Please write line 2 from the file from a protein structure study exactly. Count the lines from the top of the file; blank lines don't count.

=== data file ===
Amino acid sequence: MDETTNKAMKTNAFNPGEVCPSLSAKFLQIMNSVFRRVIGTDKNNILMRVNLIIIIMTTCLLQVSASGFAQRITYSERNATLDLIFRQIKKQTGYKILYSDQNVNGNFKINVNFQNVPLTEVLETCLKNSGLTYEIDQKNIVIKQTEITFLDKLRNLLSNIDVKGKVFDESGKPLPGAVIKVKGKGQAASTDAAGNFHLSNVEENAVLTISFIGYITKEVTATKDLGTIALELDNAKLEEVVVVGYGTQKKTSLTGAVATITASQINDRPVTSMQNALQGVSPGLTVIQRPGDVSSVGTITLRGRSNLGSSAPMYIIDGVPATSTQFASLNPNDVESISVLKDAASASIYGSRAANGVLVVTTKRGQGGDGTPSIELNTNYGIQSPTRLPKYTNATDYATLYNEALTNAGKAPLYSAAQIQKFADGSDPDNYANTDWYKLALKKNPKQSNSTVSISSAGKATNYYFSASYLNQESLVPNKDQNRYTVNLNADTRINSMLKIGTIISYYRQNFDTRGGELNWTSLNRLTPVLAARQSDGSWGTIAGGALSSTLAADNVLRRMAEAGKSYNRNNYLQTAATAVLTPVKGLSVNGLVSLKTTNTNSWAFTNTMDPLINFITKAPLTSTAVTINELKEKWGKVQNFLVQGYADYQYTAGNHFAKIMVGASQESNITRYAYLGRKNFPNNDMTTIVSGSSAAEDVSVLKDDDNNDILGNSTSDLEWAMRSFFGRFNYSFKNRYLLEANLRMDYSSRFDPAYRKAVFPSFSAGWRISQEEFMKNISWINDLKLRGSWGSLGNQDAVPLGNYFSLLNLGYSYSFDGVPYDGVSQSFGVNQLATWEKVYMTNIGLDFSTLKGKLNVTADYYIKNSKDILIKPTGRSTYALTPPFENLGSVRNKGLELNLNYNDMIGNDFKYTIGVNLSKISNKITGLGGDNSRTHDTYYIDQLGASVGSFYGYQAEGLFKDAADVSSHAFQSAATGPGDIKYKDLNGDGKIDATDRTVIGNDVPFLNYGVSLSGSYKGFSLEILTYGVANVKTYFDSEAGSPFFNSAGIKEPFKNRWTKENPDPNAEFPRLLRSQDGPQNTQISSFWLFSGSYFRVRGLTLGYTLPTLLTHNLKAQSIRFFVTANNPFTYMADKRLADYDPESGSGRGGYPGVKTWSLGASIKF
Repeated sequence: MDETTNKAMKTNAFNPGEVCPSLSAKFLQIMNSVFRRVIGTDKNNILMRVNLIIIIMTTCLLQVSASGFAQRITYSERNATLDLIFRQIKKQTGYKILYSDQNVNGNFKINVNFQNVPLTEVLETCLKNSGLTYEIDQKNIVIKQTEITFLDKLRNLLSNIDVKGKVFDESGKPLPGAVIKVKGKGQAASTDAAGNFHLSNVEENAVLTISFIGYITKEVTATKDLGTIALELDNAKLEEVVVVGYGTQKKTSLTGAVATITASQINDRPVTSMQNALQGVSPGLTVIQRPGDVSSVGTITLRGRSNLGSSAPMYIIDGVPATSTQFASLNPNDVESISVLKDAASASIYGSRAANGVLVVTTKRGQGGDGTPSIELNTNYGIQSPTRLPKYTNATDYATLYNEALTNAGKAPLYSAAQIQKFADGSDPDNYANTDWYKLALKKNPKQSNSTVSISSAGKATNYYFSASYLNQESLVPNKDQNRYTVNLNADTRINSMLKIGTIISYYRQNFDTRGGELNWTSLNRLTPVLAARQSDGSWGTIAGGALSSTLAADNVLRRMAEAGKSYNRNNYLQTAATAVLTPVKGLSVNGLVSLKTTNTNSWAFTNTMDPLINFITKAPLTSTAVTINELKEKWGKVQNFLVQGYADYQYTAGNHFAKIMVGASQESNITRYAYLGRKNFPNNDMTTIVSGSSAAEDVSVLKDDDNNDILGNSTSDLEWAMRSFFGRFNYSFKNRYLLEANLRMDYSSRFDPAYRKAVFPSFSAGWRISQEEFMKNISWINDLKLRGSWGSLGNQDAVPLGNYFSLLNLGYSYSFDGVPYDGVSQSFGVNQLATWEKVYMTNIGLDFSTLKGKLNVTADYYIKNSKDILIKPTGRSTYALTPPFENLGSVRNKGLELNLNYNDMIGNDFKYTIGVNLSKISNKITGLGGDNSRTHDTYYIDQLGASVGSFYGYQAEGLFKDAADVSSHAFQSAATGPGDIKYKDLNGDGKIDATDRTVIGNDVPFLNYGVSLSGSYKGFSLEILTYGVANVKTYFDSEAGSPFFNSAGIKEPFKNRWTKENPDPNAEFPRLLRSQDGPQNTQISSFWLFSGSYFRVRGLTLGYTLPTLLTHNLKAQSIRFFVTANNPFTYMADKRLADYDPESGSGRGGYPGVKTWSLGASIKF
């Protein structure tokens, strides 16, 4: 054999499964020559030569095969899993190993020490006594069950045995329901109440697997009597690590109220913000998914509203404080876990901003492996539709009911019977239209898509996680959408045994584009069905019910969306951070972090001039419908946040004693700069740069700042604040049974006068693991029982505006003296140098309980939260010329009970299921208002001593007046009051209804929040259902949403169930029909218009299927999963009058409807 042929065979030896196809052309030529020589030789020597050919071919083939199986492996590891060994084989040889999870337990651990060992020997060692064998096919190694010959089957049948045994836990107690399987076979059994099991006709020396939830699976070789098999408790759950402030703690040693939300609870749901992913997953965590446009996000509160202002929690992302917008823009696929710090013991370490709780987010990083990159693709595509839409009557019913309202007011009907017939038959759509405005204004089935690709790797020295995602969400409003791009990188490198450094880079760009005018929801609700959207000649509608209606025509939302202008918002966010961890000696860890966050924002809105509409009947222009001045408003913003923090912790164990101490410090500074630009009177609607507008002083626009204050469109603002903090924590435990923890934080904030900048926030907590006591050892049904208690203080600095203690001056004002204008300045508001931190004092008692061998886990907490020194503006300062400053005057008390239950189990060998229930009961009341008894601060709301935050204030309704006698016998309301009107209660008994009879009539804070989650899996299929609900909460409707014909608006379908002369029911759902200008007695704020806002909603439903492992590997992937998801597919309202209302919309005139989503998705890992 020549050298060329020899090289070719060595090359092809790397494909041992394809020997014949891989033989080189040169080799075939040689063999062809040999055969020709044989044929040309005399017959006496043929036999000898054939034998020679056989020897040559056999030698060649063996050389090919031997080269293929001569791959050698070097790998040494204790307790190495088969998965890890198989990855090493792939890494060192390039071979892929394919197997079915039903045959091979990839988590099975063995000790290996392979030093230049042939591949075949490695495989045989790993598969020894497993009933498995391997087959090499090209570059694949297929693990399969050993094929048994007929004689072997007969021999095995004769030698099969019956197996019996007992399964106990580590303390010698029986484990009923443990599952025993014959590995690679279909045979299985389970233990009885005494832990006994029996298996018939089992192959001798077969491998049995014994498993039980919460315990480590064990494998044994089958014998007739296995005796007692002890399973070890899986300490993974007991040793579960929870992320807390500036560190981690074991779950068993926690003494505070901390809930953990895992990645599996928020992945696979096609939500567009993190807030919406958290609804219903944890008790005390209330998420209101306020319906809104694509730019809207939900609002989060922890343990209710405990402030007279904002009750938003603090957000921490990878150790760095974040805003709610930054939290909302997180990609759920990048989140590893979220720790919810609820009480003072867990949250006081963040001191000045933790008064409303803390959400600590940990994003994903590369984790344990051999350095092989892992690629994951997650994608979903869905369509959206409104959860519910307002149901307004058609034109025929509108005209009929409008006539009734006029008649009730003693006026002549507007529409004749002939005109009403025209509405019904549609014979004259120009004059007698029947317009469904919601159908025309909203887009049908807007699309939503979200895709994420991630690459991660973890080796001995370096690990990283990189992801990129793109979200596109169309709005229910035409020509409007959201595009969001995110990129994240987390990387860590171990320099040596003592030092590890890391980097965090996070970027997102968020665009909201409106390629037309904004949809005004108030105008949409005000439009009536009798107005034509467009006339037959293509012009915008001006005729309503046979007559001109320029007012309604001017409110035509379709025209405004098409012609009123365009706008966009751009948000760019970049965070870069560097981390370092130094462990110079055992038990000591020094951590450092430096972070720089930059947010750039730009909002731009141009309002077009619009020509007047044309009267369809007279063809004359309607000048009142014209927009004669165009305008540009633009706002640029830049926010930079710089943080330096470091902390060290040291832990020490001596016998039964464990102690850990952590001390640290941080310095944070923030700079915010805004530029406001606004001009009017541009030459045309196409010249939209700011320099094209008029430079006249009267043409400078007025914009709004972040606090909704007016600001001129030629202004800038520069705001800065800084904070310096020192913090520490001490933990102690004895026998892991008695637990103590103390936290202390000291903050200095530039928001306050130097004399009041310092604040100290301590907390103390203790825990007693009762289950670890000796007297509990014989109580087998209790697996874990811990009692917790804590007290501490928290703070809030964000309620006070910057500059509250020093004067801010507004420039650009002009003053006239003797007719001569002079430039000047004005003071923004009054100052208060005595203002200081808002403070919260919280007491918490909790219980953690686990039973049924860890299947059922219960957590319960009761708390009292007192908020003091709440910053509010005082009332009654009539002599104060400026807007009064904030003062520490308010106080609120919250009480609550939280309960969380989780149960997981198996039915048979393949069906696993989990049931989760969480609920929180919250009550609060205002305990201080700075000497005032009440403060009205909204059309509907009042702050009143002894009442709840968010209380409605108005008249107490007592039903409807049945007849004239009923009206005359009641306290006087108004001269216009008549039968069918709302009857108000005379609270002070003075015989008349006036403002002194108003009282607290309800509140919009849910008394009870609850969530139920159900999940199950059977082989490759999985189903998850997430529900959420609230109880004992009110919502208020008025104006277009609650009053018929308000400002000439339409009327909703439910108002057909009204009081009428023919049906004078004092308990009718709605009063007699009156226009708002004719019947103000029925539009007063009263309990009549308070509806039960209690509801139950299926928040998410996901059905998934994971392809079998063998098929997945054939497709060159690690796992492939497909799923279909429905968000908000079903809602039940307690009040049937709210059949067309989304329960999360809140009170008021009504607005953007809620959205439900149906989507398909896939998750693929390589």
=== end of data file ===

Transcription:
Repeated sequence: MDETTNKAMKTNAFNPGEVCPSLSAKFLQIMNSVFRRVIGTDKNNILMRVNLIIIIMTTCLLQVSASGFAQRITYSERNATLDLIFRQIKKQTGYKILYSDQNVNGNFKINVNFQNVPLTEVLETCLKNSGLTYEIDQKNIVIKQTEITFLDKLRNLLSNIDVKGKVFDESGKPLPGAVIKVKGKGQAASTDAAGNFHLSNVEENAVLTISFIGYITKEVTATKDLGTIALELDNAKLEEVVVVGYGTQKKTSLTGAVATITASQINDRPVTSMQNALQGVSPGLTVIQRPGDVSSVGTITLRGRSNLGSSAPMYIIDGVPATSTQFASLNPNDVESISVLKDAASASIYGSRAANGVLVVTTKRGQGGDGTPSIELNTNYGIQSPTRLPKYTNATDYATLYNEALTNAGKAPLYSAAQIQKFADGSDPDNYANTDWYKLALKKNPKQSNSTVSISSAGKATNYYFSASYLNQESLVPNKDQNRYTVNLNADTRINSMLKIGTIISYYRQNFDTRGGELNWTSLNRLTPVLAARQSDGSWGTIAGGALSSTLAADNVLRRMAEAGKSYNRNNYLQTAATAVLTPVKGLSVNGLVSLKTTNTNSWAFTNTMDPLINFITKAPLTSTAVTINELKEKWGKVQNFLVQGYADYQYTAGNHFAKIMVGASQESNITRYAYLGRKNFPNNDMTTIVSGSSAAEDVSVLKDDDNNDILGNSTSDLEWAMRSFFGRFNYSFKNRYLLEANLRMDYSSRFDPAYRKAVFPSFSAGWRISQEEFMKNISWINDLKLRGSWGSLGNQDAVPLGNYFSLLNLGYSYSFDGVPYDGVSQSFGVNQLATWEKVYMTNIGLDFSTLKGKLNVTADYYIKNSKDILIKPTGRSTYALTPPFENLGSVRNKGLELNLNYNDMIGNDFKYTIGVNLSKISNKITGLGGDNSRTHDTYYIDQLGASVGSFYGYQAEGLFKDAADVSSHAFQSAATGPGDIKYKDLNGDGKIDATDRTVIGNDVPFLNYGVSLSGSYKGFSLEILTYGVANVKTYFDSEAGSPFFNSAGIKEPFKNRWTKENPDPNAEFPRLLRSQDGPQNTQISSFWLFSGSYFRVRGLTLGYTLPTLLTHNLKAQSIRFFVTANNPFTYMADKRLADYDPESGSGRGGYPGVKTWSLGASIKF